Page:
The Tony Awards, 2009
Kym, my date, and I arrived at Radio City Music Hall at 6 p.m. We had butterflies in our stomachs and were laughing because it wasn’t like we were nominated or performing. As we lingered around the entrance at 6th Ave and 50th St, trying to figure out how to approach entering, Best Featured Actor in a Play nominee John Glover from Waiting For Godot passed by. We twiddled our thumbs for a few more minutes, waiting to cross paths with more arriving celebrities, but soon decided we better find the commoners entrance and start making our way in. The entrance line for regular ticket holders stretched nearly around the entire block. We waited in line and felt the discriminating eyes of the tourists parked on Rockefeller Center benches meandering over our outfits. As we crawled toward the security check, we saw Heidi Blickenstaff from [title of show], accompanied by Christopher J. Hanke. As we entered the venue, we realized that Heidi had to enter the same way we did—which we felt extremely bad about. The girl was not only in a Tony-nominated show, but she was also Ursula in The Little Mermaid! [title of show] just gets no respect (which we realized again during the ceremony).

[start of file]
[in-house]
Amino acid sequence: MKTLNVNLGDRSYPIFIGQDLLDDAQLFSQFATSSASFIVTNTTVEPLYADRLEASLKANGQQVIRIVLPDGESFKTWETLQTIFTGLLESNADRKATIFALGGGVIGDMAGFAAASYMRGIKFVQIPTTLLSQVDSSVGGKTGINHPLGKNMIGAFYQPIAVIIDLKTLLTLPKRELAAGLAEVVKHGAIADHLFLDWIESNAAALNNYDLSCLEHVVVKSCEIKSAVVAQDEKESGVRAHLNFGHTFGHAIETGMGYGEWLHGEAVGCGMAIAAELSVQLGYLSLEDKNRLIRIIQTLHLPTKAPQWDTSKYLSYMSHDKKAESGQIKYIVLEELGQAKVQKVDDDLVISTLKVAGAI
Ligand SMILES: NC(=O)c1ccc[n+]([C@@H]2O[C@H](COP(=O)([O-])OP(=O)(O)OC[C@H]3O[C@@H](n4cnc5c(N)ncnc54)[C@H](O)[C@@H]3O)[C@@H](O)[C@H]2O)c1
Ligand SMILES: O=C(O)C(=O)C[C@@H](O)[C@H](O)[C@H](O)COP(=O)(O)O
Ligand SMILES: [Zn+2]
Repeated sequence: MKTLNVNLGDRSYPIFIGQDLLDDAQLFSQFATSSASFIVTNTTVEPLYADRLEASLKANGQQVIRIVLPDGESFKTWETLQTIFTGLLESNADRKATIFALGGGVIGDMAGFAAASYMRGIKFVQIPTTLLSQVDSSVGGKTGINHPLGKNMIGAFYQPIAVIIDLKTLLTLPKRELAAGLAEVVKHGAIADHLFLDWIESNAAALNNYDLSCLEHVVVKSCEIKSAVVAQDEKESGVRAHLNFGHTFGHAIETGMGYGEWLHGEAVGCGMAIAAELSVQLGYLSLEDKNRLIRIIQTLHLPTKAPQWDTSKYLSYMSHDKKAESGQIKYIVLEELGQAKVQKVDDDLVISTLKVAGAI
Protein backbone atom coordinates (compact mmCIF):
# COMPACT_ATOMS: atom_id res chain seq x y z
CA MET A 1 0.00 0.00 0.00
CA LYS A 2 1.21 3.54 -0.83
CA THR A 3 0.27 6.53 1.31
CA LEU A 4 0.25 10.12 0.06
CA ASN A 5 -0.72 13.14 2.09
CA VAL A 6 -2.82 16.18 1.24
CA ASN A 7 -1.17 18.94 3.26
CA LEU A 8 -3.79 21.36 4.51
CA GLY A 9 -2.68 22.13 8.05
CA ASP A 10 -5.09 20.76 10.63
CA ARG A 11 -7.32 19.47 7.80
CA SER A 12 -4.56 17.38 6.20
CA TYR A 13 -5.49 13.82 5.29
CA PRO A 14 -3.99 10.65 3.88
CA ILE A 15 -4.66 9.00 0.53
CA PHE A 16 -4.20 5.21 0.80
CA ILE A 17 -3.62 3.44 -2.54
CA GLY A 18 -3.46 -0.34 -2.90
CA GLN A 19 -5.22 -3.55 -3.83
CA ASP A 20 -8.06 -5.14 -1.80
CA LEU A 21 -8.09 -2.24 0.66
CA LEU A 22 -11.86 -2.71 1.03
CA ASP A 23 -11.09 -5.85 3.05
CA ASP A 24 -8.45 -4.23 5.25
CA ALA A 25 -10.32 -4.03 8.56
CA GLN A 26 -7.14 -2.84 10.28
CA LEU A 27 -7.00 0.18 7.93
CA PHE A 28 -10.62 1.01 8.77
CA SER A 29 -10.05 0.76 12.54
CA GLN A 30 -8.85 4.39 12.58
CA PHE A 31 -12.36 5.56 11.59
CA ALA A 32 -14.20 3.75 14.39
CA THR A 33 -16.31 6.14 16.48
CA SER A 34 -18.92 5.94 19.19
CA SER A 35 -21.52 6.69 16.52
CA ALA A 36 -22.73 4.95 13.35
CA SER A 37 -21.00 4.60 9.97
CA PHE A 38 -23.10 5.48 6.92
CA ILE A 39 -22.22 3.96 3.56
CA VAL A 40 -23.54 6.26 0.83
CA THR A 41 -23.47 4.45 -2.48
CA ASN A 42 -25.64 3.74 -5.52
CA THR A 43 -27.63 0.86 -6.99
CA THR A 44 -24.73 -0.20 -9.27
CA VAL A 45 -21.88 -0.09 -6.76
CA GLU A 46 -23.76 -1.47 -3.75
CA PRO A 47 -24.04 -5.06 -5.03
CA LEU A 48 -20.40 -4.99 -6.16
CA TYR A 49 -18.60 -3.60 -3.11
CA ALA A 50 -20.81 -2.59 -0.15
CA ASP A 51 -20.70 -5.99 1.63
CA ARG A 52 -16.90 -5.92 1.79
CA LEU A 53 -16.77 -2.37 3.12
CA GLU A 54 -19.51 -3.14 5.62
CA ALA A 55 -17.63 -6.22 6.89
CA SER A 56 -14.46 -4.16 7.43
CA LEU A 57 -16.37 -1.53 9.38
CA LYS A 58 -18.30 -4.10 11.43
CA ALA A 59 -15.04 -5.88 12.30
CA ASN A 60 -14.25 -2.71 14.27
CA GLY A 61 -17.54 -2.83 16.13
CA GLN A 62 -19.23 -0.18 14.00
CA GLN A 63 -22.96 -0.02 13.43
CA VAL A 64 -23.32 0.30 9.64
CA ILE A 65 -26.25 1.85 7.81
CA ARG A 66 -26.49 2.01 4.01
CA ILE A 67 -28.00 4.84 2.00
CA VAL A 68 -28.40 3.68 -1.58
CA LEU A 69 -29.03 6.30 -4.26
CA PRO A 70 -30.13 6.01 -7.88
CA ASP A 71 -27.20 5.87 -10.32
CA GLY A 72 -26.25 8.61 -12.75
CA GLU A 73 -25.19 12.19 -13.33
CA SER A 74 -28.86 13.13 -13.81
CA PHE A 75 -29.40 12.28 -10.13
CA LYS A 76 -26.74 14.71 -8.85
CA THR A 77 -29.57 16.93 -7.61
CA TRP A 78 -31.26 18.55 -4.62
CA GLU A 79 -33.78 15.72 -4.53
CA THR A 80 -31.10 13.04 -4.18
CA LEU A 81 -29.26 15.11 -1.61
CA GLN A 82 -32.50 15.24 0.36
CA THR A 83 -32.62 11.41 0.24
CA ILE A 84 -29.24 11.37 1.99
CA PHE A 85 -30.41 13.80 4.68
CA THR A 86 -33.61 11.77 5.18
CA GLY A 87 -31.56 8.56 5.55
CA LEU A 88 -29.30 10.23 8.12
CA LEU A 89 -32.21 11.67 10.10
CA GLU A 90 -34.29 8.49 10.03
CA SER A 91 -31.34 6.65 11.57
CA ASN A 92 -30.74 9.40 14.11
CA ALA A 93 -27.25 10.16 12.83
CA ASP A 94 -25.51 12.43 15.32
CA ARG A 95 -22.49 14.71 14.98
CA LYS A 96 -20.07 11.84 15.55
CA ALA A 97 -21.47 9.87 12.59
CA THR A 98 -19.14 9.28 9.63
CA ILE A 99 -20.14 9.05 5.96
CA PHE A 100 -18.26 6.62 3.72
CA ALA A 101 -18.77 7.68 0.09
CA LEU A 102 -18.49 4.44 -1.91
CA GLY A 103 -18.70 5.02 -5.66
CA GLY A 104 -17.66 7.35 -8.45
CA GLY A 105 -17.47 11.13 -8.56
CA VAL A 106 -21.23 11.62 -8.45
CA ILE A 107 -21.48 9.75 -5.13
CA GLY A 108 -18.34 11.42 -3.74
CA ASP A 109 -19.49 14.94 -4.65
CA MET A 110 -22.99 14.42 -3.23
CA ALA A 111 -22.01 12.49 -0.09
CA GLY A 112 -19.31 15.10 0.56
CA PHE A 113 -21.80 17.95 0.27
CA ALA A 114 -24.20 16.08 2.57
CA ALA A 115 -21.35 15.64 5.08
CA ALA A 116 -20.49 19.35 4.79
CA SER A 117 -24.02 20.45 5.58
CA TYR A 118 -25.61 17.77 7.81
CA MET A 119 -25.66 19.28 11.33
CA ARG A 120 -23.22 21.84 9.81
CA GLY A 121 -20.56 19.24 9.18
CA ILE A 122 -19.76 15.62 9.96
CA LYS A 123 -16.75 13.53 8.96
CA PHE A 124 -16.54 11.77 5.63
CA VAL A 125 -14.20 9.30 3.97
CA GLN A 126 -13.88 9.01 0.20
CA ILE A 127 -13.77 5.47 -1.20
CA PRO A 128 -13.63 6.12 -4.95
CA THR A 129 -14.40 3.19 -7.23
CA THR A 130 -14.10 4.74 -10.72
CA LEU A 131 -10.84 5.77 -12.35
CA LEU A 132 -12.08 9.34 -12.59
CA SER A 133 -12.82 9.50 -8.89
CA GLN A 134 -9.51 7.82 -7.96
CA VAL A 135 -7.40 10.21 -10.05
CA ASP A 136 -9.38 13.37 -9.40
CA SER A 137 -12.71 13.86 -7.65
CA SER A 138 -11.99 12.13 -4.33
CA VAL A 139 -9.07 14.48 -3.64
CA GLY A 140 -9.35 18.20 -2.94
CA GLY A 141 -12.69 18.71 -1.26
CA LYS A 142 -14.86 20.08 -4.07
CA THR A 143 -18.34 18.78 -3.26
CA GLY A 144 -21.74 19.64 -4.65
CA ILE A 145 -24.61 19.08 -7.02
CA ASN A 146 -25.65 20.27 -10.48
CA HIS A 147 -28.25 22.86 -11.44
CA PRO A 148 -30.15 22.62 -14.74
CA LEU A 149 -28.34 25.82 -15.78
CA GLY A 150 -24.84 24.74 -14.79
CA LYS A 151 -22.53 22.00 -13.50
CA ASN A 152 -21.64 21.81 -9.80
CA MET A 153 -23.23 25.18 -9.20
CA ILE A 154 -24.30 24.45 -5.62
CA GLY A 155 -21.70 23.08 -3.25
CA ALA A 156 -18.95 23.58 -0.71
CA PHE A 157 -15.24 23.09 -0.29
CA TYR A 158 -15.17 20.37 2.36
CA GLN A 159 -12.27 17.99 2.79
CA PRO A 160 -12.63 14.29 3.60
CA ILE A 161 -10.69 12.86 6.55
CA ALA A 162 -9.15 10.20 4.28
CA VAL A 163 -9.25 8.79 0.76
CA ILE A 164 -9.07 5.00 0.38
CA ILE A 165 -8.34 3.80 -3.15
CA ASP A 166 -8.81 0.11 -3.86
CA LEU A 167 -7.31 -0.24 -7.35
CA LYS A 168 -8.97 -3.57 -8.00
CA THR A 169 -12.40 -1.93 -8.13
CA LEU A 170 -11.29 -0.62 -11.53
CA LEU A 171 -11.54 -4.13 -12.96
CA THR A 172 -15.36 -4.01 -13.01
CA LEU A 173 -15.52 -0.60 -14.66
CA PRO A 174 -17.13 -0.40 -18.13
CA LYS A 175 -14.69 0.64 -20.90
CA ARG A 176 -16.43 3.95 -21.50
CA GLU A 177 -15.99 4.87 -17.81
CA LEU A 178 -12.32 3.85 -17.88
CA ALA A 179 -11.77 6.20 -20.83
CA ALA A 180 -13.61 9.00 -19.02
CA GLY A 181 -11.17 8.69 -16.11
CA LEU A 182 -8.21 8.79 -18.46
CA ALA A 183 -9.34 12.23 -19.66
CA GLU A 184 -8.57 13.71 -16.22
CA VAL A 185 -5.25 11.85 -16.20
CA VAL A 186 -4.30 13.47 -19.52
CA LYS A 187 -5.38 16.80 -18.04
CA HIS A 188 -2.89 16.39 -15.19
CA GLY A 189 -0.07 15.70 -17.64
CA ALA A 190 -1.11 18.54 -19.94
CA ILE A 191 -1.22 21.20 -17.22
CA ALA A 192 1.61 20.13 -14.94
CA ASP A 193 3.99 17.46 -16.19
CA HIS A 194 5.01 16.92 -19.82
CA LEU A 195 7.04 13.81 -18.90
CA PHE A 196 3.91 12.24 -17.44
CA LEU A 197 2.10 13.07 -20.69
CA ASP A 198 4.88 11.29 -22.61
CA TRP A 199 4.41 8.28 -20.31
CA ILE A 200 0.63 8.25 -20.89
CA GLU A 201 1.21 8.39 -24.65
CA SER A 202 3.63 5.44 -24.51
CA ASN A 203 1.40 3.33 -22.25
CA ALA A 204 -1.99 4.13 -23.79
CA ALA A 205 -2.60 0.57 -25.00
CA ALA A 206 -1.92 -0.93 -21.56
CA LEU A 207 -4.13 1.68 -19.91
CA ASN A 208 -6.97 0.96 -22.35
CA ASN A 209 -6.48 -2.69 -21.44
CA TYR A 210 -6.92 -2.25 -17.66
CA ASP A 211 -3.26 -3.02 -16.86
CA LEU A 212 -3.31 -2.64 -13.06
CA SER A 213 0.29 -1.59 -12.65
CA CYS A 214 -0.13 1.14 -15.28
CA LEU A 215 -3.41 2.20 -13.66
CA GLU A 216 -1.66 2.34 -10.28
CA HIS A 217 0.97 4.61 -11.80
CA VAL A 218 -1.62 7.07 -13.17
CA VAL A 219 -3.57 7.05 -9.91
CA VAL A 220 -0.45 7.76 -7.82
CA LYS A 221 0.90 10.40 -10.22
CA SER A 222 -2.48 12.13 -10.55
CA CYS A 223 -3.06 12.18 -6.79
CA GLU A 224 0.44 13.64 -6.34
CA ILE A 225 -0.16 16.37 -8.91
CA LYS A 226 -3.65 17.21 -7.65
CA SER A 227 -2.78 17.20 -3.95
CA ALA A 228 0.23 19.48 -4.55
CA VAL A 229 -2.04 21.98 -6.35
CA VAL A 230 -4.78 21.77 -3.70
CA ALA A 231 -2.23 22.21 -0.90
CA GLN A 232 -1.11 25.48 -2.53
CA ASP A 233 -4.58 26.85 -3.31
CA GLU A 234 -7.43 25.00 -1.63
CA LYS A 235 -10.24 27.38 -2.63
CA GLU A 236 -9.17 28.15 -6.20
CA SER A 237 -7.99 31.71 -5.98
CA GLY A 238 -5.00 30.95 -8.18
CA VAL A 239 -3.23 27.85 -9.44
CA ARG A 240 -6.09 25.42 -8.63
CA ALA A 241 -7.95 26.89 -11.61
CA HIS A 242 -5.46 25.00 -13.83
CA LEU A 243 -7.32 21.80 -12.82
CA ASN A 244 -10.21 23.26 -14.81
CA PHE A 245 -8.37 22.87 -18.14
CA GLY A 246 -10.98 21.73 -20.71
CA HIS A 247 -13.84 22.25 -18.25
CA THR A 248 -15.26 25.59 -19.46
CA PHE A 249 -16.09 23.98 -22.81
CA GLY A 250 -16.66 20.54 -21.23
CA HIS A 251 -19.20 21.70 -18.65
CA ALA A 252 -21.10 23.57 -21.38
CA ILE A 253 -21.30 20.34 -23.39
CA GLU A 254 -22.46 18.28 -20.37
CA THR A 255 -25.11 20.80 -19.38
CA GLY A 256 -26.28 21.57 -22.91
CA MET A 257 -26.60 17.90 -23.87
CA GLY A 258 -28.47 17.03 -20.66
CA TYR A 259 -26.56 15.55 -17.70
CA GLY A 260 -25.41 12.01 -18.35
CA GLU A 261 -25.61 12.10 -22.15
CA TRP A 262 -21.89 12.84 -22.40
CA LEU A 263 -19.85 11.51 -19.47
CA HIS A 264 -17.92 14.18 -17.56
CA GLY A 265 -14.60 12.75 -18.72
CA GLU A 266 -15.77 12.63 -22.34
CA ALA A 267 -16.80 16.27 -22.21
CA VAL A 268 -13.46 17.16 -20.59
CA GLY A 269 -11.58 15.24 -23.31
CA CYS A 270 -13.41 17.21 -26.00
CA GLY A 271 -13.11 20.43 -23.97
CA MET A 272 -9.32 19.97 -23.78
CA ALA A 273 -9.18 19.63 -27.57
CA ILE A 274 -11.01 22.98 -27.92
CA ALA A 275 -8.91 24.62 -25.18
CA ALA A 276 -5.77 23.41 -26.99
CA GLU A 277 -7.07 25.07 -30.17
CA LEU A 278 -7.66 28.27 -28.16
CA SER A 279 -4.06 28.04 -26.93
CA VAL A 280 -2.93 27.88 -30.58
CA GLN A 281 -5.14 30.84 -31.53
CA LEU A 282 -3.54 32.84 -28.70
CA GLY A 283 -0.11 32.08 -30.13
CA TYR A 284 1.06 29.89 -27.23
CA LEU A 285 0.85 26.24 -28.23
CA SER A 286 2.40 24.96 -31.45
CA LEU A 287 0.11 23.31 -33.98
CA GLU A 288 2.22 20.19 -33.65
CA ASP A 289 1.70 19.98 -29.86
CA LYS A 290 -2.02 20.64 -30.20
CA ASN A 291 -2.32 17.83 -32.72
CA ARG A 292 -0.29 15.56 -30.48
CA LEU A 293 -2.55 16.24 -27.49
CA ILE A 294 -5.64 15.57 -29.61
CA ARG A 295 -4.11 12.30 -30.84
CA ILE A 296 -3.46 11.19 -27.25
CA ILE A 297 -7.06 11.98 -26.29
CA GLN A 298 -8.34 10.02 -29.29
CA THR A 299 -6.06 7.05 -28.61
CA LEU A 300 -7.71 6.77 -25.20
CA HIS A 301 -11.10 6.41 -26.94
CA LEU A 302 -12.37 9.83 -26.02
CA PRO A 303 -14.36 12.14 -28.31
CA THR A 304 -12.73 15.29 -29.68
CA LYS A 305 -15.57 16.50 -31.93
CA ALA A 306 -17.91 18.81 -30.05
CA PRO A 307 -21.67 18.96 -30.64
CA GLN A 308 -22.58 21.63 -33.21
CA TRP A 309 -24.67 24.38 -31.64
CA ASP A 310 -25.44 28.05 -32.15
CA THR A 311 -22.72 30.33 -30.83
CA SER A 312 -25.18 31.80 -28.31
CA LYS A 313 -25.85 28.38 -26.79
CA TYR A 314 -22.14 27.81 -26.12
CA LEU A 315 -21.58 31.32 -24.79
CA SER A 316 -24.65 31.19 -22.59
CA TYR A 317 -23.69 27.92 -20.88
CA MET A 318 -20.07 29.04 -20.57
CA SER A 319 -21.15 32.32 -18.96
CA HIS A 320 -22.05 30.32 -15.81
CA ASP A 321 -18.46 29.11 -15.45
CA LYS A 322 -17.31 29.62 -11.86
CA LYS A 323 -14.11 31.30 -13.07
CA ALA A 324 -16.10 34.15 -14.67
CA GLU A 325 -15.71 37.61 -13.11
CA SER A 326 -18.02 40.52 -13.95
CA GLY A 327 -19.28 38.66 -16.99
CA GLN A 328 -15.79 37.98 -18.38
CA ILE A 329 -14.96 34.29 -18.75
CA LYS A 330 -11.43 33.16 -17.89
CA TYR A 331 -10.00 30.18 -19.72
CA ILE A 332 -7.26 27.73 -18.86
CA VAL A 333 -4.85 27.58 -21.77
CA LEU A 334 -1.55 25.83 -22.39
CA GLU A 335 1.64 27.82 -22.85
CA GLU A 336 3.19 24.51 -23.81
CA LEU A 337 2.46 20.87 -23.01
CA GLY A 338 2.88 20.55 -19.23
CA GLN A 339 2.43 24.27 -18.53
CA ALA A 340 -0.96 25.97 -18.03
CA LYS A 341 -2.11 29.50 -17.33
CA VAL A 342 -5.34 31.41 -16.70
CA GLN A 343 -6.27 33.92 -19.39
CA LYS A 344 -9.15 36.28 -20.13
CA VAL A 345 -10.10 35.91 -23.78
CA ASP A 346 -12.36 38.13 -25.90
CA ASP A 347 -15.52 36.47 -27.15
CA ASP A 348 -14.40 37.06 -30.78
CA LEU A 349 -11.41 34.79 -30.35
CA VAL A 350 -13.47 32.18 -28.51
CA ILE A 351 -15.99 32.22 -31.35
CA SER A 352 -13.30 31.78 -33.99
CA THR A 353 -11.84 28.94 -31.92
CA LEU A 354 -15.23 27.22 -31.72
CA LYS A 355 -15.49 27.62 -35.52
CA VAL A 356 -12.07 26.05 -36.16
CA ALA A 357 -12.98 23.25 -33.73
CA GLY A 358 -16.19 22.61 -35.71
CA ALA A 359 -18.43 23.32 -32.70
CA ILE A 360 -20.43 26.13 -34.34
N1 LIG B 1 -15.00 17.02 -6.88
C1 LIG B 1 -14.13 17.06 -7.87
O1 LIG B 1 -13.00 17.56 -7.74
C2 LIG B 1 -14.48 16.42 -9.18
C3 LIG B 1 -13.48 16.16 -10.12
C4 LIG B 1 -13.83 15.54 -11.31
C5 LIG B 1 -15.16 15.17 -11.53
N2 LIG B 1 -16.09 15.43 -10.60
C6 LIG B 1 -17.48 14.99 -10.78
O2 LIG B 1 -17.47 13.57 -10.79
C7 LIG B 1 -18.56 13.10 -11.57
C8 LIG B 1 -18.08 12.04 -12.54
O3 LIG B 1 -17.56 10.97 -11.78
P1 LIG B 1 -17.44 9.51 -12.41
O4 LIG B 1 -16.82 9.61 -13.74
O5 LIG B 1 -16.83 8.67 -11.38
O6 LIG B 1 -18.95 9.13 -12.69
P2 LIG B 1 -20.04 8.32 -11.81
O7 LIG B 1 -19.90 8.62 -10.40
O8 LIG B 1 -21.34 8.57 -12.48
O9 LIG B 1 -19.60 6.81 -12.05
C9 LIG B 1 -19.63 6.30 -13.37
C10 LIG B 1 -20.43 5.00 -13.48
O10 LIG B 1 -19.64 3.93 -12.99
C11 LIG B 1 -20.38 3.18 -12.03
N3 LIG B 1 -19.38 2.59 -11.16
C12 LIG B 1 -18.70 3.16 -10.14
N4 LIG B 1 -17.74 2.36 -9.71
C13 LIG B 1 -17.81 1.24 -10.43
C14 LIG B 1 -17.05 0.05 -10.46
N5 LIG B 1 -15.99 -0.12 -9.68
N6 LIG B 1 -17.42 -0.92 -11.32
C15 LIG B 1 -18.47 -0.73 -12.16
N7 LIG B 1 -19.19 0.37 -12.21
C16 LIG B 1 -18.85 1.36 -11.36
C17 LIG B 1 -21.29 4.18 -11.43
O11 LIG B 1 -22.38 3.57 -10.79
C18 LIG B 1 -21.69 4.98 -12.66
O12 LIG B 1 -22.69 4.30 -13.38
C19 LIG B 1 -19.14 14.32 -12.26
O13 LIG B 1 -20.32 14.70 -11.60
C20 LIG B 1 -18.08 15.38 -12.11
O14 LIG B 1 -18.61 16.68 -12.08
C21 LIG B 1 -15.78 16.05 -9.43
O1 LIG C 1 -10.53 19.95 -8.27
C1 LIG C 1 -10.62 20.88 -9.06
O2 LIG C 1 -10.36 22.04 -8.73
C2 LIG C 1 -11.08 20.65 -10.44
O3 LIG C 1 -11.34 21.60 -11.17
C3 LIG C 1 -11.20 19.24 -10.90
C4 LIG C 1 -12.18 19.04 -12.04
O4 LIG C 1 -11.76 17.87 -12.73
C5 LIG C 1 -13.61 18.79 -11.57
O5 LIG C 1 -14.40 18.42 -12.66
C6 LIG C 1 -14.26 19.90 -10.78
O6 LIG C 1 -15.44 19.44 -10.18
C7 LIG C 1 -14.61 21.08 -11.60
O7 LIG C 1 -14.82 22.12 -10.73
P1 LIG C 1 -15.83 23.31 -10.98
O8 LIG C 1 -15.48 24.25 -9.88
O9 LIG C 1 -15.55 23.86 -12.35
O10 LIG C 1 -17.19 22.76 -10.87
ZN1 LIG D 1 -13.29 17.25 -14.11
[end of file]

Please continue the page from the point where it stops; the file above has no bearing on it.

We flowed into the massive lobby along with many rivers of people. We realized that here there were no border lines between us and the important guests. A minute later, we were standing next to Michael Greif, the Tony-nominated director of Next to Normal. I think the formality of the event helped us restrain from pouncing on him. We also passed Adam Riegler, who was just cast as Pugsley in the upcoming musical version of The Addams Family.
We took our seats in the second row mezzanine, dead center. I couldn’t stop marveling at the stage all night. First, Radio City Music Hall is massive (I wouldn’t have known prior to this night—I’ve never been to that dumb Christmas show before). The set of the Tonys, along with the lighting, is a very spectacular, but warm, inviting design. In addition, the use of the new high definition screens make it even more marvelous.